Moi Elyounoussi says he found himself at Celtic after dark times
Former Celtic winger Mohamed Elyounoussi has told Norwegian outlet TV2 that after some rough times, he really found himself at Celtic.
The Norway international was a smash-hit in his first season at Celtic, after a rough spell at Southampton. In his second season, he still found the net. However, his form was patchy, with fans debating whether or not the club ought to keep him.
In the end, he went back to his parent club Southampton. Now, under Ralph Hassenhuttl, the former FC Basel winger is confident and amongst the goals [Guardian].
Someone who always carried himself as something of a gentle soul, Elyounoussi was definitely impacted by a lack of fans at games. His form in the first campaign, as well as his celebrations, showed a real affection for the club.
And it was at the club that, Elyounoussi says, he found his confidence and happiness again.
He told TV2:
“When people see a football player, they see the glamorous life, the goals we score and that everything is good. But it also has a downside with heavy nights and days. You can feel a little alone sometimes. Then it’s about having the right people around you.
“I have been mentally tested on how strong you are and should never give up. It was tough, but I am happy with the experience at Celtic, where I found myself and gained confidence.”
Mohamed Elyounoussi seems grateful to Celtic after two-year stint
It’s great to hear this from Elyounoussi.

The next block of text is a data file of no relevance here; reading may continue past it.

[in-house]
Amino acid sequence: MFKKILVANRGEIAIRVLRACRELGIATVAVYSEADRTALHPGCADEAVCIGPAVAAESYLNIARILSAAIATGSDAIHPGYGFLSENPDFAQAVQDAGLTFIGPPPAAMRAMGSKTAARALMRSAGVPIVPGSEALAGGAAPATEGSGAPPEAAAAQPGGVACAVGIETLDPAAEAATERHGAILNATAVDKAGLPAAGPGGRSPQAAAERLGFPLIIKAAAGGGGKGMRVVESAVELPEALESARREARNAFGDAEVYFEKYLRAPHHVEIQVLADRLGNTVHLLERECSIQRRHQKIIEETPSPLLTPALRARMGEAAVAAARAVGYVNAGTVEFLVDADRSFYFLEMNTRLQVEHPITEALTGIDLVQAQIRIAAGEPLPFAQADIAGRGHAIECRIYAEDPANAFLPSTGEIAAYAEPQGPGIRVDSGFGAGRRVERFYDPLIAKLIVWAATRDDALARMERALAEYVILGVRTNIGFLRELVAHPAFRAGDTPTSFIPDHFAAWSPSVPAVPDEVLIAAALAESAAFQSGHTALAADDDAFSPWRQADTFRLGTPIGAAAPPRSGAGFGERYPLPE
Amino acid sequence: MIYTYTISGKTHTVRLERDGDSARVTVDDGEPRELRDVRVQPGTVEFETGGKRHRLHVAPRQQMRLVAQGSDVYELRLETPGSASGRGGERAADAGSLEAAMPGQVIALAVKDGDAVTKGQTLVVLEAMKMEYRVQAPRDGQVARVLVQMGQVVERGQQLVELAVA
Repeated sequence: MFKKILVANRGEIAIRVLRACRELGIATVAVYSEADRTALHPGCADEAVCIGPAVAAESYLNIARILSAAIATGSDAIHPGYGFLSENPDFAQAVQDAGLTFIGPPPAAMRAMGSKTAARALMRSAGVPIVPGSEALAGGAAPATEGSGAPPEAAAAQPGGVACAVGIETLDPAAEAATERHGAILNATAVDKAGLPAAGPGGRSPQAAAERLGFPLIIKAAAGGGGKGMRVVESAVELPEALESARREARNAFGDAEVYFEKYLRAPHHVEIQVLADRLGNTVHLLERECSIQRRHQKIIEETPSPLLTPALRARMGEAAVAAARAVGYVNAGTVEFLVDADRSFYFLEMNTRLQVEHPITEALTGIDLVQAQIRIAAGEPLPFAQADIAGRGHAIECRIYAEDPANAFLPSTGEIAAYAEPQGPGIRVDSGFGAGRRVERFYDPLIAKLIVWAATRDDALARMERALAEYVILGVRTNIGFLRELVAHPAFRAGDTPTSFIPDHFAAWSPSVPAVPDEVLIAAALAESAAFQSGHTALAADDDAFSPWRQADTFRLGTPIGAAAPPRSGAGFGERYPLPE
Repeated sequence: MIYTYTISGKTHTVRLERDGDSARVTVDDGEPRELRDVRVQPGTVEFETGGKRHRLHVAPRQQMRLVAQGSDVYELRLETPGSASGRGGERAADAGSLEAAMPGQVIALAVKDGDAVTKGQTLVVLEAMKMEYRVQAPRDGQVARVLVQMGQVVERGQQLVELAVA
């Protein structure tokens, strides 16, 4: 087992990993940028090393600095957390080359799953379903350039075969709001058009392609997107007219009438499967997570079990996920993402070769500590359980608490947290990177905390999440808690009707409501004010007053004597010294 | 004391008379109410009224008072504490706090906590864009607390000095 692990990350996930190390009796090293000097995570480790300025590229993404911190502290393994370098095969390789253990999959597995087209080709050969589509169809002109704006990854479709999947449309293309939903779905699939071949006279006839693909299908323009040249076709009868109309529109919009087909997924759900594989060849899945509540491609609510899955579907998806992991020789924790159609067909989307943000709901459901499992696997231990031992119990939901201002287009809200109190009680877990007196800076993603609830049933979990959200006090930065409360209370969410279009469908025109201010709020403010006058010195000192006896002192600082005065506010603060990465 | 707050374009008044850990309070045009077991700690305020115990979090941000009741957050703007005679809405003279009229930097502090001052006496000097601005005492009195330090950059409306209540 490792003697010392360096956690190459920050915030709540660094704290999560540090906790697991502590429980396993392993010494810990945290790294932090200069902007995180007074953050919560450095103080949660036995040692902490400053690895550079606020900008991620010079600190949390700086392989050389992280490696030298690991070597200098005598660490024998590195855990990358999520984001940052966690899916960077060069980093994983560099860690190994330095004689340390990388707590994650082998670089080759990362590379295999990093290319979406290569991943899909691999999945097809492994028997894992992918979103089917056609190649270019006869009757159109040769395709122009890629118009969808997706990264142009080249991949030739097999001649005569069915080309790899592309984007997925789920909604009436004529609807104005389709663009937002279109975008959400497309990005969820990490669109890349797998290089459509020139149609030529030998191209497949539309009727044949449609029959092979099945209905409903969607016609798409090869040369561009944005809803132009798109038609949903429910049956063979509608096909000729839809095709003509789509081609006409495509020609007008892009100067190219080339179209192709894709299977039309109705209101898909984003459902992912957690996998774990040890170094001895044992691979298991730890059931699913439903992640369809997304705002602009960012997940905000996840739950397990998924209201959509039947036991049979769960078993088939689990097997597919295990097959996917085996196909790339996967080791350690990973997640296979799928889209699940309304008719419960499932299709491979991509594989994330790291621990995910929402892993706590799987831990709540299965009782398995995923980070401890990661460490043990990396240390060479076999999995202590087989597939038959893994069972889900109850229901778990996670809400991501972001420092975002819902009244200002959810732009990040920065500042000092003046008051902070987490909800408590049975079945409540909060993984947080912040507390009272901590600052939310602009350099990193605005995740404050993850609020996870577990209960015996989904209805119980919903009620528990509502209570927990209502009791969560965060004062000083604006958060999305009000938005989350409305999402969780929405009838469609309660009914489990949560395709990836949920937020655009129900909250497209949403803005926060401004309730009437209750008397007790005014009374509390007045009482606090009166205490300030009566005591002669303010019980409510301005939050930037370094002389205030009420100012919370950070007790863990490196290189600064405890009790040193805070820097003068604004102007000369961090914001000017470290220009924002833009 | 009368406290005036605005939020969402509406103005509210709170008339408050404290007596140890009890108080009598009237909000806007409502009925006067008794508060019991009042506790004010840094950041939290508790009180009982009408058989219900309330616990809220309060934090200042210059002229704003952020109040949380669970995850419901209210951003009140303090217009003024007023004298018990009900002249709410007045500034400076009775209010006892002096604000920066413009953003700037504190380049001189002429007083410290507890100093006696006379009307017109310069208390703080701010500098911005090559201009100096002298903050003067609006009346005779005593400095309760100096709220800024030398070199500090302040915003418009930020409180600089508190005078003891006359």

Mental illness in football still has an overarching, ridiculous stigma attached to it. The horrific treatment suffered by David Cox shows we still have so, so far to come [BBC].
Elyounoussi’s right. Unhappiness doesn’t discriminate. People from all walks of life can either live with, or go through spells of, any number of mental health conditions.
Whether or not we’re talking in such stark terms with Elyounoussi, it’s clear that he was having a rough time prior to joining Celtic on loan. However, with the support of the club and supporters, the smile was put back on Elyounoussi’s face.
That’s important. Whether you rated him or not in a Celtic shirt, it’s important to remember the humanity that’s lost in football far too often. What’s more, the global aspect of football means that professionals need to travel alone, to places they’ve never been before, and hit the ground running for fans to get onside.
That’s a lot to ask of anyone, let alone someone with such a public job. So, it’s heartening to hear that the support of Celtic Football Club really benefitted someone, who ended up scoring and assisting more than his fair share for us.
In other news: Could new Bhoy be in for weekend debut?